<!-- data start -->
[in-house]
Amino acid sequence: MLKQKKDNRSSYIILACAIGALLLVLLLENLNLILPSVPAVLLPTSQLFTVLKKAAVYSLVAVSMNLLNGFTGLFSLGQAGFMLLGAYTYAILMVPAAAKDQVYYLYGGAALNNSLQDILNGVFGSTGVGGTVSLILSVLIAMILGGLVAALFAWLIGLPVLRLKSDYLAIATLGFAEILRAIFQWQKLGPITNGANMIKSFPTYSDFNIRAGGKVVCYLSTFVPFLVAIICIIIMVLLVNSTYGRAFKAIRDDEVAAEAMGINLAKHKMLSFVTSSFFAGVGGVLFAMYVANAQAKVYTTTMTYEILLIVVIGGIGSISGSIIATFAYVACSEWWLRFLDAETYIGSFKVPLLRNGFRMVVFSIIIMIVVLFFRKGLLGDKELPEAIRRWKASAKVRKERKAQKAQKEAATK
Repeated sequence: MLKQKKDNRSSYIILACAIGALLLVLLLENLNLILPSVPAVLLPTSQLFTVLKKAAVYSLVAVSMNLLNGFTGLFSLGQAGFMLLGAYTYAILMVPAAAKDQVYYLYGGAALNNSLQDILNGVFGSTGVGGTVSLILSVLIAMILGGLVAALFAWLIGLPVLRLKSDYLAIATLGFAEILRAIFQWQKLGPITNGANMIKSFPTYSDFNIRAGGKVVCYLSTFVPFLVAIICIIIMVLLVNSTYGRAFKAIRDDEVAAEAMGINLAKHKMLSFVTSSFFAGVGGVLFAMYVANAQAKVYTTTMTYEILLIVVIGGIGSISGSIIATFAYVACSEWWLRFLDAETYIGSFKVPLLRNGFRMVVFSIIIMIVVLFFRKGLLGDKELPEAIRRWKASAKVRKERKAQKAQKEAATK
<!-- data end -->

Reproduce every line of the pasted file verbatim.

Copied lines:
[in-house]
Amino acid sequence: MLKQKKDNRSSYIILACAIGALLLVLLLENLNLILPSVPAVLLPTSQLFTVLKKAAVYSLVAVSMNLLNGFTGLFSLGQAGFMLLGAYTYAILMVPAAAKDQVYYLYGGAALNNSLQDILNGVFGSTGVGGTVSLILSVLIAMILGGLVAALFAWLIGLPVLRLKSDYLAIATLGFAEILRAIFQWQKLGPITNGANMIKSFPTYSDFNIRAGGKVVCYLSTFVPFLVAIICIIIMVLLVNSTYGRAFKAIRDDEVAAEAMGINLAKHKMLSFVTSSFFAGVGGVLFAMYVANAQAKVYTTTMTYEILLIVVIGGIGSISGSIIATFAYVACSEWWLRFLDAETYIGSFKVPLLRNGFRMVVFSIIIMIVVLFFRKGLLGDKELPEAIRRWKASAKVRKERKAQKAQKEAATK
Repeated sequence: MLKQKKDNRSSYIILACAIGALLLVLLLENLNLILPSVPAVLLPTSQLFTVLKKAAVYSLVAVSMNLLNGFTGLFSLGQAGFMLLGAYTYAILMVPAAAKDQVYYLYGGAALNNSLQDILNGVFGSTGVGGTVSLILSVLIAMILGGLVAALFAWLIGLPVLRLKSDYLAIATLGFAEILRAIFQWQKLGPITNGANMIKSFPTYSDFNIRAGGKVVCYLSTFVPFLVAIICIIIMVLLVNSTYGRAFKAIRDDEVAAEAMGINLAKHKMLSFVTSSFFAGVGGVLFAMYVANAQAKVYTTTMTYEILLIVVIGGIGSISGSIIATFAYVACSEWWLRFLDAETYIGSFKVPLLRNGFRMVVFSIIIMIVVLFFRKGLLGDKELPEAIRRWKASAKVRKERKAQKAQKEAATK